×
Home Companies Industry Politics Money Opinion LoungeMultimedia Science Education Sports TechnologyConsumerSpecialsMint on Sunday
×

Madras Cements’ Q4 performance shows falling realizations

Madras Cements’ Q4 performance shows falling realizations
Comment E-mail Print Share
First Published: Mon, May 24 2010. 09 52 PM IST
Updated: Mon, May 24 2010. 09 52 PM IST
Madras Cements Ltd’s performance for the March quarter reflected oversupply in south India’s cement market, resulting in weak pricing power.
Revenue rose marginally year-on-year (y-o-y) to Rs582.1 crore but fell by 4.7% on a sequential basis. Despite higher sales volumes, sales realizations fell in the March quarter by 18% sequentially and 26% y-o-y to around Rs2,780 per tonne.
The cement maker has been hit by higher costs. Total expenses rose 13% over the year-ago period, despite flat sales growth, but fell on a sequential basis. A major contributor has been the increase in fuel costs, which soared to 29% of sales from 22% in the preceding quarter and 26% a year ago. This increase is despite higher captive power generation.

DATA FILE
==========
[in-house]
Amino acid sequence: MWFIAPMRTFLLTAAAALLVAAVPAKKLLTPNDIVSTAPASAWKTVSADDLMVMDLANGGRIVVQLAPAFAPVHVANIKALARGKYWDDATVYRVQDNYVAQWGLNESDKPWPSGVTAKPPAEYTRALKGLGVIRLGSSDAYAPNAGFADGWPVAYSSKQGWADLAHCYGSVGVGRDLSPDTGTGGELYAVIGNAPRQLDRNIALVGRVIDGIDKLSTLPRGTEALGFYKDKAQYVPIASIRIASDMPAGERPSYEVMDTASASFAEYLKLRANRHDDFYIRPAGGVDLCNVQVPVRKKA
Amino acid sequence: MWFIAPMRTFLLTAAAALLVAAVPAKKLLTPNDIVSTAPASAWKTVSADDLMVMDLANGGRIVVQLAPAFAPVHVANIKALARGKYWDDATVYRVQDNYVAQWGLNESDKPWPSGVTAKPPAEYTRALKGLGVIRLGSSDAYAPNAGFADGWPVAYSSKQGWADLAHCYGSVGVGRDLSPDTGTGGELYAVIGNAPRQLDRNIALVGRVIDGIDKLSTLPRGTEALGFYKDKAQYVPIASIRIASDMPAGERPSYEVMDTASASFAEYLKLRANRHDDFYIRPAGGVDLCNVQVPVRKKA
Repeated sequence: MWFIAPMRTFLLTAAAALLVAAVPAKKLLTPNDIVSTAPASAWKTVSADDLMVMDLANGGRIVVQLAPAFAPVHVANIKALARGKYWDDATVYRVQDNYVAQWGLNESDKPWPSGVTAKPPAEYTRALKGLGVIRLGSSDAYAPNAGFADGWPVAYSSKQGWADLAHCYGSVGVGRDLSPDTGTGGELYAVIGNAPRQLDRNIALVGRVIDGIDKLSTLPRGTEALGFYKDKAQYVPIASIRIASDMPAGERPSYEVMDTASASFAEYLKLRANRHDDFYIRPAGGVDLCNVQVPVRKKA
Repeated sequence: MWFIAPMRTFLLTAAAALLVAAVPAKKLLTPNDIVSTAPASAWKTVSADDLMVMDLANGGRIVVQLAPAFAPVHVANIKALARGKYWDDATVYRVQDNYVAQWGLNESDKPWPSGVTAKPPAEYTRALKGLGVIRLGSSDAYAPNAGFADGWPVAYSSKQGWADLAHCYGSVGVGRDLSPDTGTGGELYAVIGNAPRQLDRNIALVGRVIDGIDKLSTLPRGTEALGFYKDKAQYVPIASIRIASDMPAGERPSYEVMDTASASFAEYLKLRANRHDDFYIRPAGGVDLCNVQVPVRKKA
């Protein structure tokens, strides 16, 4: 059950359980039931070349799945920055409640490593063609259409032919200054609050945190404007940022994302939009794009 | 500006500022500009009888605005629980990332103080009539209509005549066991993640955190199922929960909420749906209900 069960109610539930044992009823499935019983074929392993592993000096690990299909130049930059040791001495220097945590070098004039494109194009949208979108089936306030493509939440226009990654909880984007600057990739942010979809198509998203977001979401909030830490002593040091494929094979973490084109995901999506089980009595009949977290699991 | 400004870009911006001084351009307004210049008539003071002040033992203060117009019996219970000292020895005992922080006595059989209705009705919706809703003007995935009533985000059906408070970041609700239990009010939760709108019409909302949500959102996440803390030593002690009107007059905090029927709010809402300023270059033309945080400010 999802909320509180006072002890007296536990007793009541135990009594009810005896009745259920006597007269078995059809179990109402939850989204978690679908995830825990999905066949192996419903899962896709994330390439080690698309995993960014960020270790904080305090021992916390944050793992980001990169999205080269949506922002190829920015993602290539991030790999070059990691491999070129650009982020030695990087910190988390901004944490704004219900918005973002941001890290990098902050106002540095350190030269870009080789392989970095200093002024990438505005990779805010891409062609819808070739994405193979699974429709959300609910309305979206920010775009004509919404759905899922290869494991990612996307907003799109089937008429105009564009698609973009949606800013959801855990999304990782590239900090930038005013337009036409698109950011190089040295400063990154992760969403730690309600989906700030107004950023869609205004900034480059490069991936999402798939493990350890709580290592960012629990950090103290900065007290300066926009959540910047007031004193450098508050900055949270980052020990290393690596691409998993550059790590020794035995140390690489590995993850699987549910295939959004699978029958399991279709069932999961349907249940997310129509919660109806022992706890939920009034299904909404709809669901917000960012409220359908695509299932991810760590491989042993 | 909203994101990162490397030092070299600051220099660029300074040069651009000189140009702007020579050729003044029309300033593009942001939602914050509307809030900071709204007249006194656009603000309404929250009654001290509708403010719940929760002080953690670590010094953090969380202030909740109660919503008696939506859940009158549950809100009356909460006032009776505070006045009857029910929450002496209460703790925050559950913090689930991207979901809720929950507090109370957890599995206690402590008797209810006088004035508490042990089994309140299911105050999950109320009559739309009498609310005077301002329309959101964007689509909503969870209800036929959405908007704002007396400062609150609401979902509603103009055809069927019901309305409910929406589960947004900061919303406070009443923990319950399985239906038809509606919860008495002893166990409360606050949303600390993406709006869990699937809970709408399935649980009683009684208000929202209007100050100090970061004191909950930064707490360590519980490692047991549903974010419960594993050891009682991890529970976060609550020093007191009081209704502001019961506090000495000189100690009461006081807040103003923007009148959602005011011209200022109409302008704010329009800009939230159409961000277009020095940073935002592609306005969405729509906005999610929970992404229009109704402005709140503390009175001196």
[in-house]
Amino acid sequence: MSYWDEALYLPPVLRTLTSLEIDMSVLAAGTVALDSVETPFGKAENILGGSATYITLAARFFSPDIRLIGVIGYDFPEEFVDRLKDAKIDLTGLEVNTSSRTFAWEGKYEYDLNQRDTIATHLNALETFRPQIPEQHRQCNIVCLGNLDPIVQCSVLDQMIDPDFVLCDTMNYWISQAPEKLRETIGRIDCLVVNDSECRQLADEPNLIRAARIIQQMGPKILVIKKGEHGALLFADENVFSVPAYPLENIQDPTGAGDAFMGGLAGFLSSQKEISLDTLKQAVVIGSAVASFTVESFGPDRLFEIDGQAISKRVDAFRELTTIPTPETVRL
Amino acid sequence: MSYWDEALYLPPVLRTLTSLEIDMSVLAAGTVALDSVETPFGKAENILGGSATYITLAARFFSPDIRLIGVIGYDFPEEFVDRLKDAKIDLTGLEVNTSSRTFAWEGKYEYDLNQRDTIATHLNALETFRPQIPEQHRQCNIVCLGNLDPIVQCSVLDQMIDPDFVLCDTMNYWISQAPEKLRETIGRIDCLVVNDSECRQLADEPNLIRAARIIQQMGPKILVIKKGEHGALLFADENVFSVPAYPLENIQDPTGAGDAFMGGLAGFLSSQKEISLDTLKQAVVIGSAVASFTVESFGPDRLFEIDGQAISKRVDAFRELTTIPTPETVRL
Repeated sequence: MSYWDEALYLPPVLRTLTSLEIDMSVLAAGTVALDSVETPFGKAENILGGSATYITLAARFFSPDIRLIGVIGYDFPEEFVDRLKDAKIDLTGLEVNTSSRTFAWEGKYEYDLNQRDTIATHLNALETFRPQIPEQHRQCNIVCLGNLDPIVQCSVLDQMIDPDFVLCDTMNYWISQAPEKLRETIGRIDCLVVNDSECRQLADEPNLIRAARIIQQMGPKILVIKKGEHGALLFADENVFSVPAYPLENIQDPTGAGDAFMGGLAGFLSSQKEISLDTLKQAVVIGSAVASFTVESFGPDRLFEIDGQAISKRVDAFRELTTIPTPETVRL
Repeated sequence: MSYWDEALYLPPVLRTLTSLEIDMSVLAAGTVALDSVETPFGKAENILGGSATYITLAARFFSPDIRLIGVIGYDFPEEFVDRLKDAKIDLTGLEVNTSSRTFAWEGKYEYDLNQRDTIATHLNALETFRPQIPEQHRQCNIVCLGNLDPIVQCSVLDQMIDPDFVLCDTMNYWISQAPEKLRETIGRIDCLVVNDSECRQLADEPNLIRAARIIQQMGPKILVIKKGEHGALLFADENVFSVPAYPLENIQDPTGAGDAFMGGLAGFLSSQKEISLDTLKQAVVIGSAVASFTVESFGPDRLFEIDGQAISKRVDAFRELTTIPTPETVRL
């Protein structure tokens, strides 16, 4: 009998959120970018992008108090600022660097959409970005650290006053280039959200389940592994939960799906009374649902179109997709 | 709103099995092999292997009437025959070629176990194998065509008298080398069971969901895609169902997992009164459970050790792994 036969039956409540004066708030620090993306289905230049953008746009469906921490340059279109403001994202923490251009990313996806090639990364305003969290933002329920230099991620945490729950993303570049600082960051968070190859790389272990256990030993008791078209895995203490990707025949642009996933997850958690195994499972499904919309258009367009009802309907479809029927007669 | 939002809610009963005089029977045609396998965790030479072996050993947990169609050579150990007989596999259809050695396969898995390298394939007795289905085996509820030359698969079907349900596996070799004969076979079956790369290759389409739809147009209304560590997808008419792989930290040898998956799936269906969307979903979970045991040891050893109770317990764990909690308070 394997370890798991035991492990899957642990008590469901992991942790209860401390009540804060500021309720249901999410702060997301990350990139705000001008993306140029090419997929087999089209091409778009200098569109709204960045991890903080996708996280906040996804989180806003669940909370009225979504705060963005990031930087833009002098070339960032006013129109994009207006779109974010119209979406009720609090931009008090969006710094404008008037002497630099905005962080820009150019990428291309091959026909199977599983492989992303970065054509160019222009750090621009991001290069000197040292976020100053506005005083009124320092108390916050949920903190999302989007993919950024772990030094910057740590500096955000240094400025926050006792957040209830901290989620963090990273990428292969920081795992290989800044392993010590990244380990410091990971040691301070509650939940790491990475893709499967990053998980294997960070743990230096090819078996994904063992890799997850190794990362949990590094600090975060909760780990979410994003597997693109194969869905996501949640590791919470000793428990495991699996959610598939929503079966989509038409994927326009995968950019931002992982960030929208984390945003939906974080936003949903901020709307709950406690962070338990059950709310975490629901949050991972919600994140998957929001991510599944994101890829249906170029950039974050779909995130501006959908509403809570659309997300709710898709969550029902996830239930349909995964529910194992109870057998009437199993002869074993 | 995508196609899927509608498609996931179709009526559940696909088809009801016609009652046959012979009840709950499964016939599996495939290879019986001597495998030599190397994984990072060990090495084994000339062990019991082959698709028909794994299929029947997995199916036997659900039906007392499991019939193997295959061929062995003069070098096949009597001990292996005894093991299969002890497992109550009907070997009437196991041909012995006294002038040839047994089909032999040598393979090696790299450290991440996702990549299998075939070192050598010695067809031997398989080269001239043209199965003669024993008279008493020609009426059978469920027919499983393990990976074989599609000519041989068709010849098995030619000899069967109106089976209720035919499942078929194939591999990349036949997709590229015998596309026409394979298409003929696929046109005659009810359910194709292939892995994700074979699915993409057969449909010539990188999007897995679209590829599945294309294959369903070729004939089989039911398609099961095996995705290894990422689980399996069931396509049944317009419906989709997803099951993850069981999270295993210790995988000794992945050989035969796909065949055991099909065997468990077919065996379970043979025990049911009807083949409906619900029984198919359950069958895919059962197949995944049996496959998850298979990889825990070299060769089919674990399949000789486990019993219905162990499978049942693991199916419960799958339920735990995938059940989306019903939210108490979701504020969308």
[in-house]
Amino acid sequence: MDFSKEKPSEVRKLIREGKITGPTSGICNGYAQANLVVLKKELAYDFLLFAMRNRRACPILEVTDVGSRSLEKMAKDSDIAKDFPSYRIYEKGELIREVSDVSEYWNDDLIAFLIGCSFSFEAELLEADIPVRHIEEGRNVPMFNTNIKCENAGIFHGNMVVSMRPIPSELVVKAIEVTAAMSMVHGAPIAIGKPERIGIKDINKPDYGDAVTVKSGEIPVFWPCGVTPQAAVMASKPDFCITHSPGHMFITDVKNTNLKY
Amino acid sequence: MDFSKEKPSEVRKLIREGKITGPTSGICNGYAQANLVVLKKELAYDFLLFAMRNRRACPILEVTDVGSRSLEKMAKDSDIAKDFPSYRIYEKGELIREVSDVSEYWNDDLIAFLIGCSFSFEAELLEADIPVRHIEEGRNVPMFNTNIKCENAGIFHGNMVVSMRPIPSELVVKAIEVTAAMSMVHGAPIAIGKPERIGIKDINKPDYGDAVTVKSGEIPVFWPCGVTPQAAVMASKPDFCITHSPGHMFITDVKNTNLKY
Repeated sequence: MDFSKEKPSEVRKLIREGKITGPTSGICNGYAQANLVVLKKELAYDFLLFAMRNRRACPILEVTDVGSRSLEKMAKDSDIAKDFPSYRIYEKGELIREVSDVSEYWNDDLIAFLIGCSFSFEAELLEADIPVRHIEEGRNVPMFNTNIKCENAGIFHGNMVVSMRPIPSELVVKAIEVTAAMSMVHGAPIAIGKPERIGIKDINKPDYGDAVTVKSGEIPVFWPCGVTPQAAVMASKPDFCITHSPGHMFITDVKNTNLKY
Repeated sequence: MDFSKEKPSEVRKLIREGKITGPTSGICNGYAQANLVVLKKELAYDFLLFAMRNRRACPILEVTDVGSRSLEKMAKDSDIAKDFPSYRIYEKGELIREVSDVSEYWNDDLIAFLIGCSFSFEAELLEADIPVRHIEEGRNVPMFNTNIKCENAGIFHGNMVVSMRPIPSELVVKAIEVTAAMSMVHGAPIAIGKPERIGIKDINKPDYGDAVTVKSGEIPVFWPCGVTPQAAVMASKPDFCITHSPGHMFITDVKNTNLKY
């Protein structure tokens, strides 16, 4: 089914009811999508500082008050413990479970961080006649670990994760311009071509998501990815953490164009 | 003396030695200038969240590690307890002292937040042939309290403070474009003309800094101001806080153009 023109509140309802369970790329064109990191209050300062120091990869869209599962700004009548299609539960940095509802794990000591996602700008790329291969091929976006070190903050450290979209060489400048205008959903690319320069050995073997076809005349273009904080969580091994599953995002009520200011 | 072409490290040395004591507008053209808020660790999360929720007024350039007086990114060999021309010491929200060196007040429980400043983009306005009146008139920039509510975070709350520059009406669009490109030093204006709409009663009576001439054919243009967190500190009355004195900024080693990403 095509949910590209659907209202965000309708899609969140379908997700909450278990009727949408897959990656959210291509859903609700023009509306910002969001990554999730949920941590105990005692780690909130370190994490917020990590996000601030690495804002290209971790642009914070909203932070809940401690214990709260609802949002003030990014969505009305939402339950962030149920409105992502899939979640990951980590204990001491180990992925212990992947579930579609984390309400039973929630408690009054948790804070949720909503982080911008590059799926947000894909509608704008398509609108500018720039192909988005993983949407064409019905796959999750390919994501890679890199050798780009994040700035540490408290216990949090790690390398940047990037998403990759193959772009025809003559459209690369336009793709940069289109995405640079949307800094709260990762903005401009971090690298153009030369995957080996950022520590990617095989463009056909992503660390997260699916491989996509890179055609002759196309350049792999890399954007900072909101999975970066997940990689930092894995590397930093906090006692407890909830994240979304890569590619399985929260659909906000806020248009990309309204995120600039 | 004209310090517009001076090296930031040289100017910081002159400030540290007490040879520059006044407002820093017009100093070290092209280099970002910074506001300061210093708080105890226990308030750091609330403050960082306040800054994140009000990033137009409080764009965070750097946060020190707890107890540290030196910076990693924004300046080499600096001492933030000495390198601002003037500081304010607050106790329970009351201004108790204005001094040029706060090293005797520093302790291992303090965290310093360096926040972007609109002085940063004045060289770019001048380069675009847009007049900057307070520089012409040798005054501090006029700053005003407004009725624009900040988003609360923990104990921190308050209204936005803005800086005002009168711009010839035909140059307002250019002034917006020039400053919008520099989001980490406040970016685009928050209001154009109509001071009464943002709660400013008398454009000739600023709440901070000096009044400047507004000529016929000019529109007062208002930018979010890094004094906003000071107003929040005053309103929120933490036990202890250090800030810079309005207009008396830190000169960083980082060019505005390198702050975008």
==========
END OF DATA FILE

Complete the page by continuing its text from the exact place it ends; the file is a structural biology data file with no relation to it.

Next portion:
Meanwhile, freight costs at 19.6%, too, were higher both y-o-y and sequentially. Madras Cement saved on raw material costs, down to 6.2% from around 19% in the preceding quarter. Analysts attribute this reduction to stock adjustments done typically in the last quarter.
Higher expenses led to a 25% fall in operating profit y-o-y to Rs128.5 crore and operating profit margin (OPM) plummeted to 22.3% from 30.3%. OPM, however, was was higher by around 4 percentage points sequentially. Net profit fell by 59.9% y-o-y to Rs29.4 crore.
The road ahead is expected to be bumpy for Madras Cements, given that nearly two-thirds of the new capacity in the cement industry is coming up in locations in southern India in the next one year. The firm is operating at around 83% of its capacity of 10 million tonnes per annum (mtpa). Its capacity is expected to increase to 14 mtpa by fiscal 2012. Unless demand matches supply, cement prices will come under pressure. For example, dealers say that in May, prices in Tamil Nadu have already dropped to around Rs255 a tonne from Rs270 a tonne in March and April. Also, transporting cement to farther regions, which may yield better realizations, may not be feasible due to rising freight costs.
For fiscal 2010, the company’s net revenue rose by 14% rise to Rs2,813.8 crore. However, net profit fell by 2.8% to Rs353.7 crore. Shares closed lower at Rs99.5, discounting the estimated fiscal 2011 earnings about six times. While the scrip is not expensive, two dull quarters ahead and a weak outlook for cement prices may keep the price sticky at these levels.
Write to us at marktomarket@livemint.com
Comment E-mail Print Share
First Published: Mon, May 24 2010. 09 52 PM IST